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(1965)Järv och varg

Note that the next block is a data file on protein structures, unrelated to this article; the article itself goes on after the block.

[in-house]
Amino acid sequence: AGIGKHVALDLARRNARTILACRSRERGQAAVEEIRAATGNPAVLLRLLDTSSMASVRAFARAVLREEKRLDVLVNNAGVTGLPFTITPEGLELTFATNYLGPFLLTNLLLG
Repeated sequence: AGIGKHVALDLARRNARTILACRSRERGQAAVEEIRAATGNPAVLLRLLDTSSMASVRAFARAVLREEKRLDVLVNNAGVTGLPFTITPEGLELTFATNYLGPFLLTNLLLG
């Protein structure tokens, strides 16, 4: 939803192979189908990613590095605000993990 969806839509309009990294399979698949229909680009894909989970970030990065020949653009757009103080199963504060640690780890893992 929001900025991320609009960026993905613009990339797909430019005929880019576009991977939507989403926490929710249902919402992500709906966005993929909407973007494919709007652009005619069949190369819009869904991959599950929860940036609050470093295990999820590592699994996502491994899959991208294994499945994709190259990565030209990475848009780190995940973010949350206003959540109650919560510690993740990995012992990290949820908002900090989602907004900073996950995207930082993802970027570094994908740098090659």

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Brown bear; Eurasian lynx; management; Large protected areas are often considered to be as important as population poaching; survival; land sparing; wolverine. size in reducing extinction risk for large carnivores. However, the effectiveness Correspondence of protected areas for large carnivore survival has rarely been tested where Geir Rune Rauset, Department of Ecology, surrounding areas also provide suitable habitats. Using individual-based long- Swedish University of Agricultural Science, term data, we here show that three species of large carnivores all suffered Grimso¨ Wildlife Research Station, SE-730 91 higher risk of illegal killing inside three large national parks than in surround- Riddarhyttan, Sweden. ing unprotected areas in northern Sweden. We suggest that this illegal killing Tel: +46722210788; Fax +46581697310. is the result of low enforcement and public presence in these remote parks, E-mail: email@example.com which results in a low probability for poachers to be discovered. Our results Received demonstrate that size of protected areas alone may be a poor predictor of their 5 October 2015 conservation value for large carnivores. We warn against passive national park Accepted management and advocate considering the ecological and socioeconomic con- 18 December 2015 text present inside as well as outside protected areas. Editor Reed Noss doi: 10.1111/conl.12226 are especially vulnerable to human persecution, due to Introduction their high trophic levels, low population densities, and Originally, national parks were created to preserve mon- slow life histories (Purvis et al. 2000; Cardillo et al. 2004; uments and wonders of nature. Today, together with Ripple et al. 2014). other forms of protected areas (PAs), they are one of Woodroffe & Ginsberg (1998) analyzed historical data the most important tools in biodiversity conservation and suggested that “critical reserve size” could predict lo- (Margules & Pressey 2000; Hoffmann et al. 2010). The cal large carnivore population extinctions. This perspec- conservation success of PAs has spurred scientiﬁc ef- tive has had a great inﬂuence and, consequently, the fort into designing representative and persistent reserves. “land sparing” policy of securing large PAs and reduc- Still, areas with grand scenery and wilderness are often ing negative edge effects has become a contemporary prioritized for protection, as they usually include remote paradigm for conservation of large carnivores. In line and rugged areas, with little human use, and thus are of with this perspective, many African parks are protected lower economic value (Pressey 1994; Soule & Sanjayan islands that increase large carnivore survival in other- 1998; Margules & Pressey 2000). Nonetheless, large and wise human-inﬂuenced surroundings, but also experi- remote PAs can have substantial conservation value as ence substantial edge effects in terms of anthropogenic they often function as refuges for large carnivores, which mortality (Loveridge et al. 2007; Kiffner et al. 2009; Balme 334 Conservation Letters, September/October 2016, 9(5), 334–341 Copyright and Photocopying: 2015 The Authors. Conservation Letters published by Wiley Periodicals, Inc. This is an open access article under the terms of the Creative Commons Attribution License, which permits use, distribution and reproduction in any medium, provided the original work is properly cited. G. R. Rauset et al. Protected areas and poaching et al. 2010). In North America, gray wolf (Canis lupus) Stora Sjofallet, ¨ and Padjelanta; Figure 1) by studying spa- mortality risk was lower in the Greater Yellowstone Area tial variation in risk of illegal mortality inside these parks and Central Idaho, relative to northwest Montana, likely as well as in surrounding unprotected areas. due to larger core areas that offered stronger wolf protec- tion (Smith et al. 2010). Johnson et al. (2004) also found Materials and methods higher mortality risk for grizzly bears (Ursus arctos)inar- eas with high road densities outside Yellowstone National Study area Park. However, a long-term concern in conservation is Sarek and Stora Sjofallet were among the ﬁrst national that some PAs appear on the map, but have little con- parks created in Europe in 1909, chosen for their scenic servation value (i.e., “paper parks”; Di Minin & Toivonen and recreational value on public land of low commer- 2015). The major limitations to effective management of cial value, but also established to protect the then crit- PAs arise from a lack of ﬁnancial resources or deﬁciencies ically endangered Scandinavian brown bear population of management (Di Minin & Toivonen 2015), and such (Swenson et al. 1994). The area also contained most of conditions are especially evident during times of govern- the remnant Swedish wolverines during a bottleneck in mental and social instability (e.g., civil wars; Plumptre the mid-1900s (Haglund 1965). Together with other PAs, et al. 2007). In the case of Wolong National Reserve for these national parks and Padjelanta National Park form Giant Pandas, China, an unexpected negative effect fol- the 9,400 km Laponia UNESCO World Heritage Site, lowed the founding of the PA; habitat loss as the result of one of the largest PA networks in Europe. The justiﬁca- increased economic activity (Liu et al. 2001). tion for World Heritage designation included its natural An alternative perspective is “land sharing” (Fischer qualities (criteria vii, viii, and ix, UNESCO Ref:774) and et al. 2014), where large carnivores coexist with human the indigenous Sami ´ reindeer herding culture (criteria iii activities in the landscape (Chapron et al. 2014). It is and v). The study area provides important spring-to-fall based on the fact that many large carnivore populations grazing areas and spring calving grounds for semidomes- in North America and Europe have been generally sta- tic reindeer both inside and outside the national parks. ble or increasing throughout recent decades, despite high Snowmobile access during winter is not allowed for the human population densities. This perspective advocates general public inside the parks, but is allowed for rein- that large carnivore conservation is possible at high hu- deer herders and provincial rangers (Swedish Environ- man densities when management is favorable and sta- mental Protection Agency, NFS 2013:10). The surround- ble political institutions ensure proper law enforcement ing areas experience substantial recreational snowmobile (Linnell et al. 2001). Sweden is a case in point; eradica- activity. There is limited human infrastructure and agri- tion programs exterminated or reduced large carnivore culture both inside and outside the national parks (road populations to very low numbers during the 1800s and density 0.017 km road/km inside the parks vs. 0.15 out- 1900s (Haglund 1965; Swenson et al. 1994; Linnell et al. side, human settlement and agriculture, 0.0044% of the 2001). Today, after decades of favorable management parks’ area vs. 0.024% outside). Large game hunting is policies, including protection in large national parks, the not allowed inside the parks. populations of brown bear (Ursus arctos), Eurasian lynx The study area (48,536 km ) contained a vegetation (Lynx lynx), and wolverine (Gulo gulo) have recovered and gradient from Scots pine (Pinus sylvestris)and Norway are now widely distributed in multiuse landscapes, of- spruce (Picea abies) forests starting at about 200 m a.s.l. ten on privately owned land outside PAs (Chapron et al. via mountain birch (Betula pubescens) forests, heaths, and 2014). In northern Sweden, the main large prey of large grass to mountain peaks and plateaus of bare rock and carnivores is semidomestic reindeer (Rangifer tarandus) glaciers above 2,000 m. The climate was continental and (i.e., private property), which has created a conﬂict be- the ground was usually snow covered from November tween large carnivore conservation and the indigenous until May. Sami ´ reindeer husbandry (Swenson & Andren ´ 2005; Mattisson et al. 2011; Hobbs et al. 2012). To mitigate the economic impacts and ensure carnivore persistence, Swe- Data den implemented a conservation performance payment system for large carnivores, combined with intensive pop- We used individual-based demographic and telemetry lo- ulation monitoring (Zabel & Holm-Muller 2008; Persson cation data from radio-marked brown bears, Eurasian et al. 2015). lynx, and wolverines from 1984 to 2010. In total, the We have evaluated the protection from persecu- data included 455 large carnivore individuals, moni- tion provided to the three large mammalian carnivores tored over 132,119 radio-days (Table S1). For details on (brown bears, Eurasian lynx, and wolverines) present in capture and monitoring, see Supplementary Meth- the largest national parks in northern Sweden (Sarek, ods (online Supporting Information). Individuals were Conservation Letters, September/October 2016, 9(5), 334–341 Copyright and Photocopying: 2015 The Authors. Conservation Letters published by Wiley Periodicals, Inc. 335 Protected areas and poaching G. R. Rauset et al. Figure 1 Location of the study area, including the national parks within it (gray shading), for brown bears, Eurasian lynx, and wolverines in northern Sweden, 1984–2010 (left); with animal locations (upper right; red = brown bears, black = lynx, blue = wolverines), vegetation and road distribution (lower right) in relation to the study area and national park borders. classiﬁed by age group (juveniles, subadults, and adults) Risk modeling and sex. Cause of death was established, based on a To estimate the risk of mortality among individuals of list of predeﬁned methods and criteria (Supplementary the three species, we applied the Andersen–Gill model, Methods; Andren ´ et al. 2006; Bischof et al. 2009; Persson a counting process formulation of the Cox proportional et al. 2009), and the animals’ fates were grouped into the hazards model (Andersen & Gill 1982). The Andersen– classes “censored/alive,” “illegally killed,” or “other mor- Gill model allows for left (i.e., staggered entry) and right tality” (Table S2). censoring of data (i.e., animals lost for follow-up or out- Each telemetry location was assigned several measures living the study), time-varying continuous and categori- of habitat features (vegetation class, forest, terrain steep- cal variables, multiple events (i.e., fate of animals), and ness, and elevation) as well as human land use (national discontinuous time intervals of risk (Johnson et al. 2004; parks and reindeer calving grounds). Locations were also Murray 2006). We treated each time interval between se- split by season (snow cover vs. no snow) and by telemetry quential locations as a unique interval of risk, which was method (very high frequency [VHF] or global positioning attributed different strata (i.e., sex and age of the individ- satellite [GPS]) (Table S3). For details on environmental ual, Table S3 b.) and environmental variables (i.e., forest data handling, see Supplementary Methods (online Sup- and terrain steepness Table S3 a.) belonging to the end porting Information). 336 Conservation Letters, September/October 2016, 9(5), 334–341 Copyright and Photocopying: 2015 The Authors. Conservation Letters published by Wiley Periodicals, Inc. G. R. Rauset et al. Protected areas and poaching Table 1 The effect of national parks in Andersen–Gill models of the risk of illegal mortality, the risk of mortality from other sources, and the total mortality among radio-marked brown bears, Eurasian lynx, and wolverines in northern Sweden, 1984–2010. Parameter estimates (β ± SE), effect size (exp(β)), and Akaike’s information criterion relative to the null models (AIC) a. Brown bear Mortality source β* ± SE exp(β) AIC Illegal 1.013 ± 0.456 2.75 −2.9 Other −0.458 ± 0.467 0.63 1.0 Total mortality 0.232 ± 0.307 1.26 1.4 b. Lynx Mortality source β ± SE exp(β) AIC Figure 2 Monthly distribution of illegally killed radio-marked brown bears, Illegal 0.925 ± 0.463 2.52 −2.3 Eurasian lynx, and wolverines in the study area in northern Sweden, 1984– Other −0.310 ± 0.716 0.73 1.8 Total mortality 0.549 ± 0.365 1.73 −0.3 c. Wolverine Mortality source β ± SE exp(β) AIC point of the time interval (Johnson et al. 2004). Events Illegal 0.841 ± 0.364 2.32 −3.5 were coded as 1 for mortality and 0 for right censoring. Other −0.084 ± 0.310 0.92 1.9 We excluded monitoring intervals > 30 days, consider- Total mortality 0.308 ± 0.233 1.36 0.3 ing these as discontinuous time intervals (Johnson et al. Positive coefﬁcient indicates increased risk of mortality inside national 2004). We added the additional number of days equal parks. to 40% of the mean monitoring interval when right- censoring data (Johnson 1979). We built models in R clusion of season (snow vs. no snow) improved model ﬁt library Survival (Therneau 2011) separately for each of substantially for all species (Table S4). Wolverines were the three species, and we built separate hazard models especially vulnerable, with 3.2 times higher risk of mor- for “illegal killing” (risk of being killed illegally), “other tality during the snow season. Brown bears varied some- mortality” (risk of mortality from other causes than ille- what from this general trend, as they also suffered il- gal killing), and “total mortality” (for details on mortal- legal killing in September during the regular bear and ity cause veriﬁcations, see Supplementary Methods). We moose (Alces alces) hunting season (Figure 2). Risk mod- stratiﬁed all models by sex, age class, season, and teleme- els stratiﬁed by sex also performed substantially better try method (VHF vs. GPS data, Table S3 b.), allowing for (Table S4), though the effect of sex differed substantially the calculation of separate baseline hazards for each stra- between species; wolverine females suffered 0.39 the risk tum. Our analysis at three spatial scales (i.e., point value, of illegal mortality relative to males, whereas this differ- 3,000 m buffer, and 6,000 m buffer, see Supplemen- ence was weaker in lynx (0.63) and brown bears (0.78). tary Methods) yielded comparable results (Table S5), thus The risk of illegal mortality was higher inside national we chose to keep the models with a buffer distance of parks for radio-collared individuals of all three species 3,000 m in our ﬁnal analyses. For the best models, we (i.e., positive parameter estimates; Table 1). The mag- tested the model assumption of proportional hazards and nitude of this effect was consistent across all species, plotted Schoenfeld residuals along with the smoothed with 2.3–2.8 times higher risk inside the parks. However, hazard curves as well as Martingale residuals (Murray when correcting for varying habitat composition inside 2006). We assessed relative model ﬁt by Akaike’s infor- and outside the parks (Table S6a), this effect was reduced mation criterion (AIC) and calculated model averaged pa- for lynx where the lower amount of forest inside the rameter estimates and variable relative importance (VRI) parks contributed more to the higher risk than the park among the models with AIC < 4 to the top models effect per se (Forest: VRI = 1.0, β =−0.09 ± 0.04 [SE]). (Burnham & Anderson 2002). Brown bear risk also interacted with forest availability where the nonforested areas inside the parks represented Results high-risk areas (NP Forest: VRI = 0.84, β =−0.21 ± 0.10 Illegal killing was an important source of mortality for all [SE]). For wolverines, national parks as well as terrain three large carnivore species (42–69% of total mortality, steepness contributed the most to risk (steep: VRI = 1.0, Table S2). We found an increased mortality risk for all β =−0.15 ± 0.07 [SE]). The presence of reindeer calv- species during the late snow season (Figure 2). This pat- ing grounds was included in several top ranking models. tern was also reﬂected in the risk models, where the in- However, model averaged parameters of reindeer calving Conservation Letters, September/October 2016, 9(5), 334–341 Copyright and Photocopying: 2015 The Authors. Conservation Letters published by Wiley Periodicals, Inc. 337 Protected areas and poaching G. R. Rauset et al. grounds in all three species were associated with large er- conservation value represented by these parks therefore ror estimates, and no general conclusions could be drawn. has changed substantially since their establishment, not Common proxies of human disturbance, such as distance due to human development and habitat depletion (Liu to human infrastructure or permanent human activity, et al. 2001), but due primarily to improved poacher mo- had no predicative power on mortality risk at local or re- bility with modern snowmobiles. Thus, critical PA sizes gional scales in our study (Supplementary Methods). built on historical data may be a poor predictor of future The risk of mortality from other causes than illegal carnivore persistence. In fact, the network of national killing (“other mortality”) was not affected by national parks in our study is considerably larger than a suggested parks (negative risk parameters, but with relatively large PA size for grizzly bears in North America (Woodroffe & SEs; Table 1); thus, the risk of all sources of mortality (“to- Ginsberg 1998). tal mortality”) exhibited a weaker national parks effect Efﬁcient law enforcement is necessary for all natural (positive risk parameters, but with relatively large SEs; resource management (Keane et al. 2008). However, law Table 1) than risk of illegal mortality alone. For wolver- enforcement measures often lead to the criticism that PAs ines, steep areas represented overall a lower risk of mor- are created by and for an elitist few, in conﬂict with local tality, and for brown bear and wolverines, there was a community interests (Wittemyer et al. 2008). Therefore, tendency for reindeer calving grounds to represent higher measures promoting acceptance of large carnivores by lo- overall risk (Table S6c). cal people often are of crucial importance for successful conservation programs (Treves & Karanth 2003). This is especially important in Laponia and similar areas hav- ing dual conservation goals, ensuring the conservation of Discussion native biodiversity and indigenous cultural heritage and Our results clearly show that the risk of illegal mortal- livelihood. Such measures include incentives to compen- ity was higher inside the national parks than it was in sate local costs of carnivores, such as direct compensation the surrounding and unprotected areas for the animals in of losses or conservation performance payment systems, our study. We also found an increased mortality risk for depredation prevention measures, controlled legal har- all species during the late snow season, potentially due vest, and by promoting activities giving carnivores a di- to increased human accessibility on snowmobiles dur- rect value (Treves & Karanth 2003; Dickman et al. 2011). ing this period, because of increased day length and in- The Swedish conservation performance payment system creased suitability of the snow for snowmobiling (Andren ´ has been instrumental in the recovery of wolverines in et al. 2006; Persson et al. 2009). Habitat factors that im- Sweden, by providing protection for adult female wolver- pair snowmobile use, steep terrain and forest, are gener- ines through a combination of direct monetary value ally selected by large carnivores in the area (Rauset et al. and indirect protection by monitoring denning activities 2013), and similarly were important factors reducing il- (Persson et al. 2015). The payment system for lynx and legal mortality. Permanent human activity, represented brown bears is not linked to denning females; lynx are by proximity to human infrastructure or agriculture, had paid per family group, based on tracks observed in the no explanatory power for illegal mortality, further sup- winter following reproductive events, whereas payment for bears is based on occurrence, regardless of density and porting our conclusion that large carnivores were killed reproduction (Zabel & Holm-Muller 2008). The greater mainly from snowmobiles capable of traversing through- out the parks. sex differences in risk of illegal mortality for wolverines We conclude that the national parks in our study had than lynx or brown bears thus suggest that there is a a negative effect on large carnivore conservation, con- link between payment system and risk of illegal mortal- trary to the general conservation paradigm and the his- ity, with a lesser inclination to kill individuals that the torical intention of the parks as a refuge for the brown payment system makes most “proﬁtable.” Nonetheless, bear (Swenson et al. 1994). That the national parks seem- our results show that rates of illegal killing of large carni- ingly provided increased opportunities for illegally killing vores are still high, especially when poachers face a low carnivores was, however, not an effect of the parks per risk of detection. Hence, economic incentives may partly se, but we suggest that it was rather a result of snowmo- change poaching behavior, but are not a panacea (Treves bile restrictions for the general public. These restrictions & Bruskotter 2014). On the other hand, our results sug- were intended to limit human disturbance of wildlife and gest that presence by the general public has the poten- reindeer inside the parks. However, the combination of tial to reduce illegal killing of large carnivores. Poaching low public presence and low intensity of patrolling by does not happen in a social vacuum, and the general pub- provincial rangers in these large, remote areas also im- lic’s tolerance to carnivores, and to illegal killing of such, plied that poachers faced a low risk of detection. The strongly affect poaching behavior. 338 Conservation Letters, September/October 2016, 9(5), 334–341 Copyright and Photocopying: 2015 The Authors. Conservation Letters published by Wiley Periodicals, Inc. G. R. Rauset et al. Protected areas and poaching Our results emphasize the importance of critically eval- Table S4. The effects of strata (refer to Table S3b.) on uating the conservation performance of PAs, even large risk of being killed illegally for brown bears, Eurasian and remote national parks in a highly developed country, lynx, and wolverines in northern Sweden, 1984– and considering the ecological and socioeconomic context 2010. Parameter estimates in Andersen–Gill models present inside as well as outside them. We caution against are (β ± SE), and exp(β) represents the effect size, passive management and high public expectations of pos- i.e., the difference in risk of group 1 relative to group itive effects of PAs on large carnivore conservation, based 0 of Sex (males=0/females=1), Season (snow=0/no on the assumption that sparing land is enough. snow=1), Age01 (juvenile=0/subadult = 1, Age02 (juvenile=0/adult =1), Age12 (subadult=0/adult =1), VHF(GPSdata=0/VHF=1). The AIC represents Acknowledgments the change in AIC when adding the stratum to the We thank Jon Arnemo for veterinary assistance in the nonstratiﬁed model. ﬁeld, and numerous ﬁeld workers for data collection. The Table S5. The effect of national parks on the risk of being killed illegally for radio-marked a) brown bears, b) study was funded by the Swedish Environmental Protec- tion Agency, the Norwegian Environment Agency, the Eurasian lynx, and c) wolverines in northern Sweden, World Wide Fund for Nature (Sweden), the Swedish Uni- 1984–2010, at three different scales (animal locations and versity of Agricultural Sciences, the Research Council of buffers of 3,000 m and 6,000 m around the locations). Norway, the European Association of Zoos and Aquaria Parameter estimates (β ± SE), effect size (exp(β)), and (EAZA), and the Swedish Research Council for Environ- model AIC relative to the best models (AIC) are for ment, Agricultural Sciences and Spatial Planning (FOR- Andersen–Gill models. MAS). All handling of animals were approved by the Table S6. Environmental variables inﬂuencing a) risk Animal Ethics Committee for northern Sweden, Umea. ˚ of illegal mortality, b) risk of mortality other than illegal Data and models reported in the article are available from killing, and c) total risk of mortality of large carnivores the corresponding author upon request. The authors de- in northern Sweden, 1984–2010. Parameter estimates clare no competing ﬁnancial interests. Authorship: GRR, (mean β ± SE) and the Variable Relative Importance HA, JP, GS, and PS designed the project; all authors con- (VRI) are model-averaged parameters of Andersen–Gill tributed to the collection and preparation of data; GRR models with AIC < 4 relative to the best models. The analyzed the data and wrote the article with the help of set of candidate models included all combinations of the JES, JP, HA, AZ, and GS. environmental variables; “national park” (NP), “reindeer calving ground” (Calf), “steep terrain” (Steep), and “Forest “ and their two-way interactions. NP and Calf Supporting Information are binary variables, whereas Steep and Forest represent the area (range 0 to 28.3 km ) within a 3,000-m buffer Additional Supporting Information may be found in the around the location (refer to Table S3). The effects of the online version of this article at the publisher’s web site: strata (refer to Table S4) were corrected for and therefore Table S1. 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